FanDuel - WFBC

December 02, 2012

SportsFilter: The Sunday Huddle:

A place to discuss the sports stories that aren't making news, share links that aren't quite front-page material, and diagram plays on your hand. Remember to count to five Mississippi before commenting in anger.

posted by huddle to general at 06:00 AM - 37 comments

Evidentally Wisconsin wanted to show how the NCAA Div. 1 football ranking system may be a bit flawed.

posted by dyams at 07:16 AM on December 02

RIP Rick Majerus.

posted by beaverboard at 08:41 AM on December 02

A block with an attempt to injure in the Wisconsin/Nebraska game.

posted by grum@work at 10:48 AM on December 02

The quarterback play between the Jets and Cardinals is making it really hard for me to believe that there is no place for Tim Tebow in the NFL as a quarterback.

posted by Ying Yang Mafia at 02:00 PM on December 02

I just witnessed THE worst call of roughing the passer I've ever seen in the Rams/Niners game. The Rams lineman literally just touched the quarterback and was flagged 15 yards and an automatic first down. Close game the league must want to make sure SF wins. Pathetic.

posted by dyams at 03:14 PM on December 02

Close game the league must want to make sure SF wins. Pathetic.

Ref makes a call I don't like = THE FIX IS IN!

As someone who cheered for a team that saw a rule-mandated call ignored during a deciding game, where the offending player then scored in overtime, not even I think the fix was in.

posted by grum@work at 04:32 PM on December 02

Wasn't really serious with that, but I'll make sure I make that clear in the future. It was a horribly pathetic call though that could have meant the difference in a close game.

posted by dyams at 04:45 PM on December 02

Yet another painful loss by the Lions. Last season was a tease.

posted by Ying Yang Mafia at 04:59 PM on December 02

Greg Zuerlein is a beast of a kicker, but if David Stern was commissioner of the NFL, the Rams and 49ers would never, ever be allowed to play each other again.

posted by beaverboard at 05:24 PM on December 02

Zuerlein might push or pull a kick here and there, but he has plenty of distance from practically anywhere on the field. The 57 yarder he tried and missed a bit right flew into the stands.

posted by dyams at 05:50 PM on December 02

Greg McElroy winning that game is so perfect.

posted by feloniousmonk at 07:01 PM on December 02

Dyams, let's not forget the safety that wasn't actually a safety and helmet to helmet 15 yarder that wasn't helmet to helment but let the Rams drive for the tying field goal.

posted by billsaysthis at 07:51 PM on December 02

That intent to injure call the game Grum linked is a joke. What the fuck is he supposed to, ask the guy kindly not to make the touchdown-saving tackle?

posted by wfrazerjr at 10:09 PM on December 02

The rule re: intentional grounding and how a ball thrown out of bounds, not making it back to the line of scrimmage, BUT the distance the ball travels after going out of bounds counting is one of the most ridiculous rules I have ever heard. What other situation in football takes into account how far a ball travels out of bounds? That was the situation on the safety (and unless someone was watching the game they probably don't know what the hell we're talking about).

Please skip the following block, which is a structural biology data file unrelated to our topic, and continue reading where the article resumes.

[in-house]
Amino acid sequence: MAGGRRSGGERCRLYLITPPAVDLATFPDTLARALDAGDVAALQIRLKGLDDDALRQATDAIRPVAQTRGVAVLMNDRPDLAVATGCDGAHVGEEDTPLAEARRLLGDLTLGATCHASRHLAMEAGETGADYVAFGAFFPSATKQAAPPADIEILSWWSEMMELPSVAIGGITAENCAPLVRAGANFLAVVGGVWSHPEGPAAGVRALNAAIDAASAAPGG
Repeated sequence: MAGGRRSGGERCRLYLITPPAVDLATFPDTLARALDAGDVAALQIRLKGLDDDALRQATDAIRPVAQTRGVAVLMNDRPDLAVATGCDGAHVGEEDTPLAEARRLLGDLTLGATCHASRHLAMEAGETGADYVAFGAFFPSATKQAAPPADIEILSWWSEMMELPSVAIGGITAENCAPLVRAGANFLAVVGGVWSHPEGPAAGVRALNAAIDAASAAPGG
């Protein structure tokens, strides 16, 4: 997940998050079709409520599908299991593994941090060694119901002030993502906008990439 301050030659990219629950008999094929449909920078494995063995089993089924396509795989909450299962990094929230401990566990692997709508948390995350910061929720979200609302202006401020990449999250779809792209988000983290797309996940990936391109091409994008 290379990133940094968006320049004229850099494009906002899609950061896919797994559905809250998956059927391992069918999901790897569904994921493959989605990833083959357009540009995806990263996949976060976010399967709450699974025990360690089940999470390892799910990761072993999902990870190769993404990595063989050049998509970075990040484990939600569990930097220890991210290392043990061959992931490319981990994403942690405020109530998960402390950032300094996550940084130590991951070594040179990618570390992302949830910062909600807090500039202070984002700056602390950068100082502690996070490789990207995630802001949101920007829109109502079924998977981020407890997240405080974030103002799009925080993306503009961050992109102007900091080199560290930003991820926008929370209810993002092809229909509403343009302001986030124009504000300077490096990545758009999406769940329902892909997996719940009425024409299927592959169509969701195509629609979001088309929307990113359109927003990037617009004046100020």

The hit on Bradford that wasn't helmet-to-helmet was still, in my opinion, hitting a defenseless QB after he had given himself up. They tried to make the argument the defender was had already committed and couldn't stop, but it looked as if he was looking to make a hit on a sliding player.

The play/penalty I mentioned involved practically no contact whatsoever. Nobody could see a single thing.

posted by dyams at 10:33 PM on December 02

It was a horribly pathetic call

There were a number of horribly pathetic calls in that game. The call you pointed out, a huge phantom roughing the passer on Bradford that allowed the Rams to tie the game, the safety that wasn't a safety ... it was a poorly officiated game.

posted by cixelsyd at 11:49 PM on December 02

That intent to injure call the game Grum linked is a joke. What the fuck is he supposed to, ask the guy kindly not to make the touchdown-saving tackle?

Well, he didn't have to try to injure the guy.

I don't mind if he steps in front of him and flattens the blocker (by knocking him down), but since the kid was going to be blind-sided I don't think crouching down and jumping up and into him was necessary (1:07-110).

He knew the guy was completely defenceless, and tried to knock the guy out with the hit.

That was pretty much the definition of "unnecessary roughness".

It's the same reasoning why a defender gets a penalty if they grab a running back and then try to slam him down on his head.

posted by grum@work at 12:38 AM on December 03

What other situation in football takes into account how far a ball travels out of bounds?

A ball carrier heading toward the pylon can score a touchdown by breaking the plane of the endzone by diving past it out of bounds so long as he crosses it before touching out of bounds.

I did not see your game, so I have no idea on the safety call. Based on what you've written, I think I'd probably agree with you.

posted by bender at 08:47 AM on December 03

And I completely agree with grum on the unnecessary roughness. There are plenty of ways to block a guy who does not know you are coming without lifting him off of his feet.